It seems you could use all oss by using signed binaries. The binaries would be responsible for handling the key, decrypting the stream, and sending it to directly to the sink. So, it would be a pretty complicated piece of software which would need to reimplement parts of the display system for protected playback.
            Why wouldn't something like that work, regardless of how difficult it might be to do?

            Comment


            • #66
              It would require Restriced Boot, otherwise you could just switch the part that verifies signatures.

              Comment


              • #67
                Originally posted by liam View Post
                It seems you could use all oss by using signed binaries. The binaries would be responsible for handling the key, decrypting the stream, and sending it to directly to the sink. So, it would be a pretty complicated piece of software which would need to reimplement parts of the display system for protected playback.
                Why wouldn't something like that work, regardless of how difficult it might be to do?
                Signing wouldn't help in this case (unless, as curaga said, your computer is not under your control and is trusted by the media provider).
                You could do OSS without the decryption key, and any media provider (or its trusted partners) could ship binaries with the key included.
                That's actually what some anti-DRM OSS software do (bluray and ebooks IIRC): they ship without the key because the method is legal but shipping the key is not.
                That's also how you do OSS that access a controlled web API: you publish the source, but obviously without your API key. Then you provide builds that include the key.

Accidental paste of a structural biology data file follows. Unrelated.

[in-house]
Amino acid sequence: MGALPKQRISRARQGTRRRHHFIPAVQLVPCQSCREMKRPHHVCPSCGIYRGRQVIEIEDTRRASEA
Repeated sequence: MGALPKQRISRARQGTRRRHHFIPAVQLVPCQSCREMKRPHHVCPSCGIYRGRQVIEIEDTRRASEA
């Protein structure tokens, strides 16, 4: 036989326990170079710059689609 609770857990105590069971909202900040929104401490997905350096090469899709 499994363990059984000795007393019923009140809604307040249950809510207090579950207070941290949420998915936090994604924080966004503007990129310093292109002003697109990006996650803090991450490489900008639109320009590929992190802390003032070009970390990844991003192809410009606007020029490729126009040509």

The only issue with OSS without key is that source access makes it much easier to retro-engineer the builds that include the key, and extract the key from the media provider published builds.
                As this is a significant downside, and OSS without key is not that useful (unless you want to add DRM to your family movies with your own keys ), DRM is only done in closed source.

                Comment


                • #68
                  Originally posted by erendorn View Post
                  Signing wouldn't help in this case (unless, as curaga said, your computer is not under your control and is trusted by the media provider).
                  You could do OSS without the decryption key, and any media provider (or its trusted partners) could ship binaries with the key included.
                  That's actually what some anti-DRM OSS software do (bluray and ebooks IIRC): they ship without the key because the method is legal but shipping the key is not.
                  That's also how you do OSS that access a controlled web API: you publish the source, but obviously without your API key. Then you provide builds that include the key.

                  The only issue with OSS without key is that source access makes it much easier to retro-engineer the builds that include the key, and extract the key from the media provider published builds.